Sunday, May 18, 2008

ticket to ride: europe

Ticket to Ride is an example of an inventive Eurogame that has helped reinvigorate the boardgame market within the last decade. Designed by Alan Moon, Ticket to Ride was introduced in 2004 as a family-friendly game of train building that featured brightly colored components, a beautiful map of North America, and rules that could be learned in 15 minutes. It has rightly earned the moniker of "gateway game": a boardgame that convinces skeptics and non-gamers that there is an enjoyable world beyond the Monopolies, Risks, and Candylands of our Milton-Brothers-dominated youth.

I'm not actually going to talk about Ticket to Ride, but rather its later (and more entertaining) cousin, Ticket to Ride: Europe. Aili and I recently played this with some friends and it was a resounding success. It's a brilliantly fun but challenging game that new players can grasp in a couple turns.

The goal of the game is to score points by building trains across a map of Europe in the early 20th century. Here's a pic of the board, along with some of the train-routes filled in:

The routes connect specific cities and vary in length (from 1 to 8 cars). At the beginning of the game, each player draws a set of cards (called tickets) which depict your primary goals for the game: what specific cities will you need to connect, in order to get your biggest scores. Here are some sample tickets:

The one on the left is relatively short: by the end of the game, you need to connect London and Berlin. That involves building 3 or so adjacent routes that run between the two cities. The one on the right is far more challenging. You need to connect Brest, France to Petrograd, Russia. This will involve dozens of train cars, and most likely, some serious strategizing. However, it also lands you 20 points at the end of the game if you successfully complete it. It should be noted that every ticket card you fail to complete counts against your final score; so if you drew this card and weren't able to complete it, you'd subtract 20 points from your final tally.

How do you build trains and complete routes? Simple. In your hand, you hold colored train cards (black, white, red, yellow, etc.). The individual routes on the gameboard are color-coded. If you want to build a 3 train-car length black route, you simply need to discard 3 black train cards from your hand. Some routes are gray, which means that you can use any color to complete the route: however, the set must always match (for a 2-car gray route, you can play 2 blue cards or 2 red cards, but you can't play 1 red and 1 blue card). So really, it's all about collecting sets of colors.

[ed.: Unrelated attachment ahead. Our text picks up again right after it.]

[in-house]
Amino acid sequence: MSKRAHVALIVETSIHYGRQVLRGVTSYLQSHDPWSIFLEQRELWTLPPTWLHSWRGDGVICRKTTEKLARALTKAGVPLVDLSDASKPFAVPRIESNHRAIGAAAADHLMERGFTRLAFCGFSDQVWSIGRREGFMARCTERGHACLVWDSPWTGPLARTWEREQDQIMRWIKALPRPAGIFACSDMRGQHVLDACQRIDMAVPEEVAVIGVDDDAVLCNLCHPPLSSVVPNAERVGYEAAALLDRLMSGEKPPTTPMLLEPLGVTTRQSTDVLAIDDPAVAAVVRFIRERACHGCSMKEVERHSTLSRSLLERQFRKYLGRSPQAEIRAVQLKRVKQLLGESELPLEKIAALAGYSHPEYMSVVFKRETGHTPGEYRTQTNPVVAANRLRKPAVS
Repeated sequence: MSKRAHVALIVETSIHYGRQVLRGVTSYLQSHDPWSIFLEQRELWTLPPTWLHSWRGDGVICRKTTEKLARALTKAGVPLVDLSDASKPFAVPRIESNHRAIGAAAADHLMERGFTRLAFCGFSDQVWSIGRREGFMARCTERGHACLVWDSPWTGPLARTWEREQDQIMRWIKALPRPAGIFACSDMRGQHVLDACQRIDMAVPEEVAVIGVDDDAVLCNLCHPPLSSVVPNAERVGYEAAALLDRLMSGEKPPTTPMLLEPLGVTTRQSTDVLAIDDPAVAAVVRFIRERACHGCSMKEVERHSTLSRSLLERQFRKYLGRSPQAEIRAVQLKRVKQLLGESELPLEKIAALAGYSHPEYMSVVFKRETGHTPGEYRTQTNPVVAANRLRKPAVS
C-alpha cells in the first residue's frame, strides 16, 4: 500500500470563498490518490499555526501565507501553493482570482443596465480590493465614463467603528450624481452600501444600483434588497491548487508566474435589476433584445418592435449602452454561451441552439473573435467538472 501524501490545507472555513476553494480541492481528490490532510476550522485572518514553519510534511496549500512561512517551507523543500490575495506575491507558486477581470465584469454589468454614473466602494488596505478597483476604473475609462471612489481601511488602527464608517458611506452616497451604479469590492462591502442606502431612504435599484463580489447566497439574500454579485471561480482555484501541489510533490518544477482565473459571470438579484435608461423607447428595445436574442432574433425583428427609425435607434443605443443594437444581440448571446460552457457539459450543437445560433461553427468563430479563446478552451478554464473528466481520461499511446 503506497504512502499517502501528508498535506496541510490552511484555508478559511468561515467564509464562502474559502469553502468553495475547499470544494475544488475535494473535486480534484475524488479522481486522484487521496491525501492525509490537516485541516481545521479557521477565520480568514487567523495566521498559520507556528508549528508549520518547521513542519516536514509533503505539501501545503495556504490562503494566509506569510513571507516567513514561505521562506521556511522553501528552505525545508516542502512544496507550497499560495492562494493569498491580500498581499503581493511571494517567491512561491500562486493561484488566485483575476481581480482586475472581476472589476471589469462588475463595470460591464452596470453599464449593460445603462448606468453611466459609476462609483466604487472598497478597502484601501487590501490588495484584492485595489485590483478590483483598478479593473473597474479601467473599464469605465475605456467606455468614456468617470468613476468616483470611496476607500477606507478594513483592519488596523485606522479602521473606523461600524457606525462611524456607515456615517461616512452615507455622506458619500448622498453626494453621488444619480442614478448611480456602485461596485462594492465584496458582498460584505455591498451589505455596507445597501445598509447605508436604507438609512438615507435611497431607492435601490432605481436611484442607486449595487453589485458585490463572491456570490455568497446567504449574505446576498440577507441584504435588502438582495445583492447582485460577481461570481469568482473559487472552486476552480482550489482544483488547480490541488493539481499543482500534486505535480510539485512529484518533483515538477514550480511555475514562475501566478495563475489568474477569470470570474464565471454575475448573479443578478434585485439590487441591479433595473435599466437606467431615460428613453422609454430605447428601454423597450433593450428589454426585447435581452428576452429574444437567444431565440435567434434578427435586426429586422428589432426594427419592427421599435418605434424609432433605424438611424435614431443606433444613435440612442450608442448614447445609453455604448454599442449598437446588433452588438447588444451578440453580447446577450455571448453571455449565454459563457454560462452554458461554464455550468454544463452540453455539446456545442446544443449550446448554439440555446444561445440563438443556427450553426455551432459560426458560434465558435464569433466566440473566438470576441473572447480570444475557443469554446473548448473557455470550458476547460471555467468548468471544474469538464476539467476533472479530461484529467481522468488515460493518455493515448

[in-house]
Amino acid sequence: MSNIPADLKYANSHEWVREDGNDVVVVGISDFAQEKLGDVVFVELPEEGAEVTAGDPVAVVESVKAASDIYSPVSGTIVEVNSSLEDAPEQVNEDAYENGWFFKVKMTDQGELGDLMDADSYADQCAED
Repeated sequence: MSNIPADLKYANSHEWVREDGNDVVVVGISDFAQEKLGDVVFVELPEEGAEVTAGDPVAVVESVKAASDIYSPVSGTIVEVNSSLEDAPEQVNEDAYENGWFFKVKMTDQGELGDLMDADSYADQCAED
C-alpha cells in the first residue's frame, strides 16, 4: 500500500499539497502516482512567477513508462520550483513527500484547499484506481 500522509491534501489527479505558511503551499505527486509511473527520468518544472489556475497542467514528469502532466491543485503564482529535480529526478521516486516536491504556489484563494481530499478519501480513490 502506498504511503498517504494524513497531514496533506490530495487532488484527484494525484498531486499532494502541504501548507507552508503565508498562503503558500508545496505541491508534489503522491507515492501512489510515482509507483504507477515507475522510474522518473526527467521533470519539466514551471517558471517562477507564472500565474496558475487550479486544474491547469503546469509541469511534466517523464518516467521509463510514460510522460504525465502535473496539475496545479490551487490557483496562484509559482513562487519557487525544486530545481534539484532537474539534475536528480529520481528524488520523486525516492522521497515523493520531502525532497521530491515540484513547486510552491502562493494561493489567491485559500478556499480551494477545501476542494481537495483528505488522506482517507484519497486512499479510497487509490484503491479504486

Each turn, a player can only take 1 of 4 actions:

  • Draw 2 colored train cards. There are 5 train cards kept face-up at all times, so you can pick the 2 that you want from these. Or, if none of them help you, you can draw from the face-down stack. You will periodically draw locomotives, wild-cards that serve as any color.
  • Build a train route. Discard a set of colored cards that match a route on the board and put your trains into play.
  • Play a train station. Sometimes, an opponent has claimed a route that you desperately need to complete one of your tickets. You have 3 train stations that you can play on any city, which allow you to use another player's train-route. However, at the end of the game, whatever stations you still have (did not put into play) are worth 4 points each - so it behooves you to be conservative about this.
  • Draw more tickets. If you've already completed the tickets you drew at the beginning of the game, you can draw some more. Remember, completing these ticket missions get you big points at the end of the game - but if you overreach and fail to complete a ticket, you'll get severely punished.

That's basically it. I've left out a couple of the more complicated rules, but this gives you a sense of the game. There's a surprising amount of strategy here. Since you can only take 1 action per turn, you're constantly presented with difficult decisions. Do you draw a locomotive, hoping to claim the big 6-car ferry between Smyrna and Palermo a couple turns from now? Or do you play it safe and build that critical route between Berlin and Warsaw immediately? Ticket to Ride: Europe can accommodate up to 5 players, and with more players direct competition for routes becomes an increasing problem. You can choose to play aggressively and block your opponents, if you have a guess of where they're trying to go. But if doing this doesn't help you complete your own goals, you run the risk of falling behind in completed tickets.

Since turns are so short, there's limited down-time. Plus, you can always spend a little more time figuring out which route you need to concentrate on next - and whether taking the face-up train cards would help you. Needless to say, I think Ticket to Ride: Europe is a great game. And it says quite a bit that Aili loves it as well and always seems willing to play. It's quick to set up, easy to understand, challenging, and perhaps most importantly, very rewarding. You really feel satisfied every time you build a route, and especially when you complete a big ticket that stretches across the continent. The player who, at the end of the game, has the longest continuous train route gets a 10-point bonus. It's a blast trying to extend your railway masterpiece to absurd limits, within a fiercely defensive and paranoid environment.

Definitely worth buying and bringing out the next time you're hosting a small party and don't want to bore/embarrass your guests with Pictionary or some such nonsense.


  1. Thanks for the review. I am excited to check this one out.

  2. Ticket to Ride is a good example of combining a simple and arbitrary goal (connecting two points) with a rich context. It's simple to play but It's what casual gameplay should be: easy to play and with a fun world to delve into.